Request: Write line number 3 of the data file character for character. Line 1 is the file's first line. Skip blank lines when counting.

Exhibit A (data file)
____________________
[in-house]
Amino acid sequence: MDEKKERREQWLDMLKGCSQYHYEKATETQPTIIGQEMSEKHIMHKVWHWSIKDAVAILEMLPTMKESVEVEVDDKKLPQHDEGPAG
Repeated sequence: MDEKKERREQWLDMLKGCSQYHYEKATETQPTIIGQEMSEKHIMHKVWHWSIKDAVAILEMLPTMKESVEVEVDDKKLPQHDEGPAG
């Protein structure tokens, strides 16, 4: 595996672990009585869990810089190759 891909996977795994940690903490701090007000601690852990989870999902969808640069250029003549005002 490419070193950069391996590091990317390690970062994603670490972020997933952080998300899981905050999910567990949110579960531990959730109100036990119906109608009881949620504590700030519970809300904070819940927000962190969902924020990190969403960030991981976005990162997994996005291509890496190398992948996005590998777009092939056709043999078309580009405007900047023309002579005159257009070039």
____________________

Repeated sequence: MDEKKERREQWLDMLKGCSQYHYEKATETQPTIIGQEMSEKHIMHKVWHWSIKDAVAILEMLPTMKESVEVEVDDKKLPQHDEGPAG